There are plenty of guides on Fiddler out there so I’m going to skip the basics of how to install it and get it running.  Since the calls from the SDK are over HTTPS I needed to configure Fiddler to intercept secure web traffic.  Once Fiddler was up and running I popped open Visual Studio Code, setup a new workspace, configured a Python virtual environment, and threw together the lines of code below to get the Activity Logs.

from azure.common.credentials import ServicePrincipalCredentials
from azure.mgmt.monitor import MonitorManagementClient

TENANT_ID = 'mytenant.com'
CLIENT = 'XXXXXXXX-XXXX-XXXX-XXXX-XXXXXXXXXXXX'
KEY = 'XXXXXX'
SUBSCRIPTION = 'XXXXXX-XXXX-XXXX-XXXX-XXXXXXXX'

credentials = ServicePrincipalCredentials(
    client_id = CLIENT,
    secret = KEY,
    tenant = TENANT_ID
)
client = MonitorManagementClient(
    credentials = credentials,
    subscription_id = SUBSCRIPTION
)

log = client.activity_logs.list(
    filter="eventTimestamp ge '2019-08-01T00:00:00.0000000Z' and eventTimestamp le '2019-08-24T00:00:00.0000000Z'"
)

for entry in log:
    print(entry)

Let me walk through the code quickly.  To make the call I used an Azure AD Service Principal I had setup that was granted Reader permissions over the Azure subscription I was querying.  After obtaining an access token for the service principal, I setup a MonitorManagementClient that was associated with the Azure subscription and dumped the contents of the Activity Log for the past 20ish days.  Finally I incremented through the results to print out each log entry.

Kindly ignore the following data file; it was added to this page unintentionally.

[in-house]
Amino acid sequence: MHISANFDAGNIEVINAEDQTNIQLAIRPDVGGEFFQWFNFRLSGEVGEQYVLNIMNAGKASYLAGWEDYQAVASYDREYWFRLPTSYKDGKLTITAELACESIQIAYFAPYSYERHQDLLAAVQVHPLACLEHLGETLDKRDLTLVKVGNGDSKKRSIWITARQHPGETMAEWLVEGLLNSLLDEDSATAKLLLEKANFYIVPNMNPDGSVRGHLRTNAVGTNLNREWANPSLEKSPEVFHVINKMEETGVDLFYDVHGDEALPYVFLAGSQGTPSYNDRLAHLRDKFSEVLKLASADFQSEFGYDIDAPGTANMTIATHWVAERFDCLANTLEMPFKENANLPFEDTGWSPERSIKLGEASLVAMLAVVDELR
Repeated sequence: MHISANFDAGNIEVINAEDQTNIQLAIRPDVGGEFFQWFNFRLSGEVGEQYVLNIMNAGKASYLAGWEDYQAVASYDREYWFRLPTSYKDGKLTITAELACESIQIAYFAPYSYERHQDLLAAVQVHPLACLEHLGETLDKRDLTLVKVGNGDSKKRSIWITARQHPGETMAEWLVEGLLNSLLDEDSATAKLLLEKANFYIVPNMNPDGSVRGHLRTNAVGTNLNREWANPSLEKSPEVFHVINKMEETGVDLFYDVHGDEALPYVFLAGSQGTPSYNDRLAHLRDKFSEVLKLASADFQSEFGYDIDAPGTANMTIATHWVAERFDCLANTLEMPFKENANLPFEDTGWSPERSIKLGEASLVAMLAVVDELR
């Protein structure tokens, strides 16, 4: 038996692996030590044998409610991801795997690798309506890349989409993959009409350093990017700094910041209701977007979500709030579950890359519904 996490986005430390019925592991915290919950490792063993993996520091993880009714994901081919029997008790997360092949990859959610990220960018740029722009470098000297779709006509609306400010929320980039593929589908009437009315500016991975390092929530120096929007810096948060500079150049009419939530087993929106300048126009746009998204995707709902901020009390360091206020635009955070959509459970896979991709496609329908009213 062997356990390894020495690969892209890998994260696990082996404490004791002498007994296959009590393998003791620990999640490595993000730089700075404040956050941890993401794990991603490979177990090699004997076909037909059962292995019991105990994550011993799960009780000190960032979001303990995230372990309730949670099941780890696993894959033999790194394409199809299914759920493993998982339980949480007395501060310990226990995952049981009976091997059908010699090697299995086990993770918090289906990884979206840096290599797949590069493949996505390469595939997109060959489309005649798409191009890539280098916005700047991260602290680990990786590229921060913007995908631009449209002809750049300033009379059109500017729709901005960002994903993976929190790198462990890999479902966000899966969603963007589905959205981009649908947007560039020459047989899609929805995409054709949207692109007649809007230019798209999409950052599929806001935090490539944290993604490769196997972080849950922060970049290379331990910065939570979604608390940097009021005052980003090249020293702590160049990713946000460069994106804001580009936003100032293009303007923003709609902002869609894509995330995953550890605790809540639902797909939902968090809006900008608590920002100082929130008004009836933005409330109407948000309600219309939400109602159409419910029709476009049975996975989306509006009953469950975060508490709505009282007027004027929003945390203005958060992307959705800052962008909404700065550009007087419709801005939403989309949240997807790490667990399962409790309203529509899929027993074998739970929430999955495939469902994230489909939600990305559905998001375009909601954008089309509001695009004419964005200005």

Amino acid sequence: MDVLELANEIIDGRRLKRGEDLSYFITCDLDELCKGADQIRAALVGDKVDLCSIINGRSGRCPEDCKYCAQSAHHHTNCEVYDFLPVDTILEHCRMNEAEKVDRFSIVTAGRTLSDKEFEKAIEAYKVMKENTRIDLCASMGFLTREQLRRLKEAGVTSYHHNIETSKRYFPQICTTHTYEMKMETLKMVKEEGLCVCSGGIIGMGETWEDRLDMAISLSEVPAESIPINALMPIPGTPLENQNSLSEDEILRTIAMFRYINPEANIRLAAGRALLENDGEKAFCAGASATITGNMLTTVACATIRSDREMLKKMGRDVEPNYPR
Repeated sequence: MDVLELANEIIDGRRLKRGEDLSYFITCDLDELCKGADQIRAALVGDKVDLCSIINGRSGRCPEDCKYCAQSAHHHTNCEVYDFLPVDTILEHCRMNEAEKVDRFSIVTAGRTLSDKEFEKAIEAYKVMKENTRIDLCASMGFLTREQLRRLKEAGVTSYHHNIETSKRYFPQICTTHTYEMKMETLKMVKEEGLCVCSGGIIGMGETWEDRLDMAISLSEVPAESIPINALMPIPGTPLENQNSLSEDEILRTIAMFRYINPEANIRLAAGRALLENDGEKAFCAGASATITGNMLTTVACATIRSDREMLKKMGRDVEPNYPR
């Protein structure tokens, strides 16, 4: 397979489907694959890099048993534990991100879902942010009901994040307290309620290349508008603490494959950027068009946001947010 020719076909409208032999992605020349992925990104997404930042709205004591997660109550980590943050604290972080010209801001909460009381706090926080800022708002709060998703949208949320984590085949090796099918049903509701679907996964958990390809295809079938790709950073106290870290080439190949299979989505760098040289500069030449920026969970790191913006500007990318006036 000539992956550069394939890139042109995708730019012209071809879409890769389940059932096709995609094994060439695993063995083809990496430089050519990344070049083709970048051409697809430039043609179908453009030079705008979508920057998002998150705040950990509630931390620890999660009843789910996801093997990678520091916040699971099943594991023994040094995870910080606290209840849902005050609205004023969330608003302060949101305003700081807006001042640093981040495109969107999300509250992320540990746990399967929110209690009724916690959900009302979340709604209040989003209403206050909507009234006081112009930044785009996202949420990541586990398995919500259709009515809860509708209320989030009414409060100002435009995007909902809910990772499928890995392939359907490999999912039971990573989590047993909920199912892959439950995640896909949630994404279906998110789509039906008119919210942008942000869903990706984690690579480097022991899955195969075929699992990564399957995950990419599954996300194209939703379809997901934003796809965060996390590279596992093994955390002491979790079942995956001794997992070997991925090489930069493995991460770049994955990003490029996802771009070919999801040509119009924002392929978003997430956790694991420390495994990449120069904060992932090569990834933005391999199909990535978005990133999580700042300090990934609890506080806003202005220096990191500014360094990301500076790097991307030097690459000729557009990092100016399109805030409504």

When I ran the code in Visual Studio Code an exception was thrown stating there was an certificate verification error.

requests.exceptions.SSLError: HTTPSConnectionPool(host='login.microsoftonline.com', port=443): Max retries exceeded with url: /mytenant.com/oauth2/token (Caused by SSLError(SSLCertVerificationError(1, '[SSL: CERTIFICATE_VERIFY_FAILED] certificate verify failed: unable to get local issuer certificate (_ssl.c:1056)')))

The exception is being thrown by the Python requests module which is being used underneath the covers by the SDK.  The module performs certificate validation by default.  The reason certificate verification is failing is Fiddler uses a self-signed certificate when configured to intercept secure traffic when its being used as a proxy.  This allows it to decrypt secure web traffic sent by the client.

Python doesn’t use the Computer or User Windows certificate store so even after you trust the self-signed certificate created by Fiddler, certificate validation still fails.  Like most cross platform solutions it uses its own certificate store which has to be managed separately as described in this Stack Overflow article.  You should use the method described in the article for any production level code where you may be running into this error, such as when going through a corporate web proxy.

For the purposes of testing you can also pass the parameter verify with the value of False as seen below.  I can’t stress this enough, be smart and do not bypass certificate validation outside of a lab environment scenario.

requests.get('https://somewebsite.org', verify=False)